What changed my mind was when my then 3-year-old started acting up. I said, "You have to go to time out," and he said, "Oh yeah, Mommy? How are you going to put me in time out? You don't have any hands or legs." It was the first time anyone had directly acknowledged that. I ended up climbing onto the couch and pinning him down. That's when he realized Mommy's still a tough cookie—and I did, too. I realized how much my boys needed me, and the guilt I felt as a mother would not allow me to abandon them.

Adjusting to a new normal

I was extremely depressed for a while, even after I eventually got my prosthetics. People think they're a magic pill—"Great! You can do things again!"—but they don't work anything like your real hands and legs. They're a tool you use to get to a new normal. There's a huge learning curve, plus a lot of physical endurance as you build up your body strength so you can wear them for long periods. I hated them in the beginning, but now I can't live without them. Part of taking my life back meant driving my boys around to where they needed to go, and I need the prosthetics for that.

Wearing prosthetics also enabled me to realize my dream of walking down the aisle when I married Frank. He stuck by me and proposed to me after I came out of the coma with my limbs amputated. At the time, I told him that I wouldn't marry him unless I could walk during the ceremony. It was vanity, honestly. I admire people who are in wheelchairs and have no other option, but I was determined to walk at my wedding—and I did, this past August.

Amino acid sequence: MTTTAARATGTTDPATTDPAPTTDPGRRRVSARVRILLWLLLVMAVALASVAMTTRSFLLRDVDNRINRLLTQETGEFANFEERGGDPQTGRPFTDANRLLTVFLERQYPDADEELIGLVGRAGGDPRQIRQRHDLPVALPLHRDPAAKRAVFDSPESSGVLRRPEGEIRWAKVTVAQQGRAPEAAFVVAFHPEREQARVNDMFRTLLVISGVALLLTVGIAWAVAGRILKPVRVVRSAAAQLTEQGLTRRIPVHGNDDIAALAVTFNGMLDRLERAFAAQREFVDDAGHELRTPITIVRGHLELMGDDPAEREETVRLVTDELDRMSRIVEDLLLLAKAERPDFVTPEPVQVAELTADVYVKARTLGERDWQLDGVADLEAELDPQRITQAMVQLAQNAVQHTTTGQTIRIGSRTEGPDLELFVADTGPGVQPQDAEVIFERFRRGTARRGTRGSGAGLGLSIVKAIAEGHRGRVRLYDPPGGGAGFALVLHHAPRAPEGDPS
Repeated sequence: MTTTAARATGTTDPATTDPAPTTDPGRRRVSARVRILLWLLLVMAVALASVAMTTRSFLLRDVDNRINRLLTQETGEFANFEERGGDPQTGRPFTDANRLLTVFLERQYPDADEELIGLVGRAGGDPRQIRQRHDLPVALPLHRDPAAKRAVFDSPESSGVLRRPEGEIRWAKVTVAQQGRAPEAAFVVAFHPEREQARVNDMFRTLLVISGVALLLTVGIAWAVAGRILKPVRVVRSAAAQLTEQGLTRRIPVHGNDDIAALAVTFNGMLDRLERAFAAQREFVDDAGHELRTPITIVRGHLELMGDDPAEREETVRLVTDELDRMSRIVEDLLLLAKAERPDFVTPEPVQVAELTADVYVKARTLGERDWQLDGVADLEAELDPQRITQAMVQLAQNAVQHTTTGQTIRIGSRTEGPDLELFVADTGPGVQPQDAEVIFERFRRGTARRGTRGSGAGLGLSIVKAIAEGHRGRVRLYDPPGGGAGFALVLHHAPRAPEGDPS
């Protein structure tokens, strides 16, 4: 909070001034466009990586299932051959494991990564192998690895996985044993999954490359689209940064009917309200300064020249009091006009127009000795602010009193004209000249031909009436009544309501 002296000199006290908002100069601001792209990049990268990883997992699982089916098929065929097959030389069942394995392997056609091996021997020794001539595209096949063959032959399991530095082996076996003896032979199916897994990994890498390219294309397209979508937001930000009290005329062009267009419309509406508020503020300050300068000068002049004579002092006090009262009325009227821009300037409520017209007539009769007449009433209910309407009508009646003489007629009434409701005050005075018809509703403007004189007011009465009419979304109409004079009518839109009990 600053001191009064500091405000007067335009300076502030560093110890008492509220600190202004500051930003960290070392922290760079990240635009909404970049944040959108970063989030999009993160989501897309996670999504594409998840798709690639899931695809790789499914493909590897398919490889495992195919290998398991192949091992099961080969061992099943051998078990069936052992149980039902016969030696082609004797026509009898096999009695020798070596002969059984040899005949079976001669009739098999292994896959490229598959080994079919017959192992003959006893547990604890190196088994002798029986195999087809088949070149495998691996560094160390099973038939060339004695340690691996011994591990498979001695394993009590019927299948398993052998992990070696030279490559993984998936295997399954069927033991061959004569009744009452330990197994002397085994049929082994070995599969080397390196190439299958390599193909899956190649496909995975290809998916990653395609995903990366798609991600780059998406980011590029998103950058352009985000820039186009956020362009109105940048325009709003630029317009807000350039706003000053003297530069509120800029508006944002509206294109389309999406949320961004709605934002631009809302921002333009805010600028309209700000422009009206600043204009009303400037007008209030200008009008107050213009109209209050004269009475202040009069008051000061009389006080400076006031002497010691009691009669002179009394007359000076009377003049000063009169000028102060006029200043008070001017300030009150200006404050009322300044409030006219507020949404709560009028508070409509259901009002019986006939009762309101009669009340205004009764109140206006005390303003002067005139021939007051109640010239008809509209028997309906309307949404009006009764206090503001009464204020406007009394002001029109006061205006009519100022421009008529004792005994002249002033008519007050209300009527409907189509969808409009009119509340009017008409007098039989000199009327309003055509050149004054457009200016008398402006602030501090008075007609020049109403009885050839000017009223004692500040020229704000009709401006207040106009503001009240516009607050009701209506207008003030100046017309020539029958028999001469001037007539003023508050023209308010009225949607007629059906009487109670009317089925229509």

If I've learned anything from my ordeal, it's that there's nothing wrong with talking about the hard stuff or the word "disability." Many people have different type of disabilities, and it doesn't make you an outcast. Becoming disabled doesn't mean your world is over; it means you have to become more creative and resourceful.

Of course, I also want people to know the word "sepsis." Most people don't know anything about it, and doctors don't usually suspect it unless a sick patient is elderly or has a weakened immune system. But I've heard of people who developed it after a tooth infection because they didn't go to the dentist right away. You can even get sepsis if you fall and scrape yourself and bacteria gets into your system.

I always remind people, if you have a fever that doesn't go away or your body temperature is abnormally low, you have signs of any type of infection (whether it's a cold or a UTI) that's not getting better, you feel confused, or are in a lot of pain, go to your doctor and ask about sepsis. Make them consider it a possibility, because the sooner you get antibiotics, the greater the chance that you're going to walk out okay.